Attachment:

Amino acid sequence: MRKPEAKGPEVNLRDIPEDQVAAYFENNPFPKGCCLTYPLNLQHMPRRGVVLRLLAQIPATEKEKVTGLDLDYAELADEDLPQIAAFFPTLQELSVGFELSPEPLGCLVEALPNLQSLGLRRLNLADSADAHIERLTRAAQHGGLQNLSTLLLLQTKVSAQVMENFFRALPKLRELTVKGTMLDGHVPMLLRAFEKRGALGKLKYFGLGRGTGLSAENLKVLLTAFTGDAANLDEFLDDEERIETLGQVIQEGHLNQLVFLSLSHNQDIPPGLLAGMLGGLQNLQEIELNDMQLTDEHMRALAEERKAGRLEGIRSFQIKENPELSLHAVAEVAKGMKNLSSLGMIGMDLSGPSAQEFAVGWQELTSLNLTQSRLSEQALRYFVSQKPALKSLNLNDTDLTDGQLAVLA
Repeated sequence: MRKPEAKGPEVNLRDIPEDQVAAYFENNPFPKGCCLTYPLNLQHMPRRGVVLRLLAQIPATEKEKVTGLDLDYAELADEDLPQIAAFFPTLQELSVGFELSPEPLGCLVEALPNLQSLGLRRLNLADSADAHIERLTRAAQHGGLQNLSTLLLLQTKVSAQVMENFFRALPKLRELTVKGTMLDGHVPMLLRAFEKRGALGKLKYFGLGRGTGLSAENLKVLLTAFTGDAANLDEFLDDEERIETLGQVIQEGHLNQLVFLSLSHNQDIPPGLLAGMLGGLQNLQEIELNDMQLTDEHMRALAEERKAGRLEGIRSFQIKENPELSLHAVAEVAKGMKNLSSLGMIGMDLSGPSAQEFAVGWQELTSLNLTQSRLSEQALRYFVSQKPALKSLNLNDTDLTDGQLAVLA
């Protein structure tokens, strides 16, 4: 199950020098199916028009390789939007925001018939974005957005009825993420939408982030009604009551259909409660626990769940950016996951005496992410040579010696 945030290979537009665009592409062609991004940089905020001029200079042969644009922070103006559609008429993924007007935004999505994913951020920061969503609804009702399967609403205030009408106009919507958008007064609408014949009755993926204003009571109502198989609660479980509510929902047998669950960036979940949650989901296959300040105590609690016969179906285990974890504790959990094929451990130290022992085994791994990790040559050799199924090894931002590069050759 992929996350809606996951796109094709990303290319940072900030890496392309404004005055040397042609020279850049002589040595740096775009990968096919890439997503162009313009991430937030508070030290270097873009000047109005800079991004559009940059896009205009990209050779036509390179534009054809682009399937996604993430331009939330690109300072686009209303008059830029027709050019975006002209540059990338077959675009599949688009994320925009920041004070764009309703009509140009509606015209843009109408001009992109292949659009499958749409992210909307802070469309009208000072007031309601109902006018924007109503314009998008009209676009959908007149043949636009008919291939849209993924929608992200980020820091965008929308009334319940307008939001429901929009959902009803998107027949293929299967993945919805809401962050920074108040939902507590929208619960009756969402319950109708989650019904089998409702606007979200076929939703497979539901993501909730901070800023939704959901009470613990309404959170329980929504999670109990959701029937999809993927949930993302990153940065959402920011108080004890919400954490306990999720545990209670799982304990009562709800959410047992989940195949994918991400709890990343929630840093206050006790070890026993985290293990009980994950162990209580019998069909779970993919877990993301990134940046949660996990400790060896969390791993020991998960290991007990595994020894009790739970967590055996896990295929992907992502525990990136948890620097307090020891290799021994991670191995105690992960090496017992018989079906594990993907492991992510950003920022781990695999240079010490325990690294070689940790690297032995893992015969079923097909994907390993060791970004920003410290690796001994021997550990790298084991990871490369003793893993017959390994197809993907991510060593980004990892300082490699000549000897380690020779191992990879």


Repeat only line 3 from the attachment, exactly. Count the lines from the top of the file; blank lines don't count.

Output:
């Protein structure tokens, strides 16, 4: 199950020098199916028009390789939007925001018939974005957005009825993420939408982030009604009551259909409660626990769940950016996951005496992410040579010696 945030290979537009665009592409062609991004940089905020001029200079042969644009922070103006559609008429993924007007935004999505994913951020920061969503609804009702399967609403205030009408106009919507958008007064609408014949009755993926204003009571109502198989609660479980509510929902047998669950960036979940949650989901296959300040105590609690016969179906285990974890504790959990094929451990130290022992085994791994990790040559050799199924090894931002590069050759 992929996350809606996951796109094709990303290319940072900030890496392309404004005055040397042609020279850049002589040595740096775009990968096919890439997503162009313009991430937030508070030290270097873009000047109005800079991004559009940059896009205009990209050779036509390179534009054809682009399937996604993430331009939330690109300072686009209303008059830029027709050019975006002209540059990338077959675009599949688009994320925009920041004070764009309703009509140009509606015209843009109408001009992109292949659009499958749409992210909307802070469309009208000072007031309601109902006018924007109503314009998008009209676009959908007149043949636009008919291939849209993924929608992200980020820091965008929308009334319940307008939001429901929009959902009803998107027949293929299967993945919805809401962050920074108040939902507590929208619960009756969402319950109708989650019904089998409702606007979200076929939703497979539901993501909730901070800023939704959901009470613990309404959170329980929504999670109990959701029937999809993927949930993302990153940065959402920011108080004890919400954490306990999720545990209670799982304990009562709800959410047992989940195949994918991400709890990343929630840093206050006790070890026993985290293990009980994950162990209580019998069909779970993919877990993301990134940046949660996990400790060896969390791993020991998960290991007990595994020894009790739970967590055996896990295929992907992502525990990136948890620097307090020891290799021994991670191995105690992960090496017992018989079906594990993907492991992510950003920022781990695999240079010490325990690294070689940790690297032995893992015969079923097909994907390993060791970004920003410290690796001994021997550990790298084991990871490369003793893993017959390994197809993907991510060593980004990892300082490699000549000897380690020779191992990879």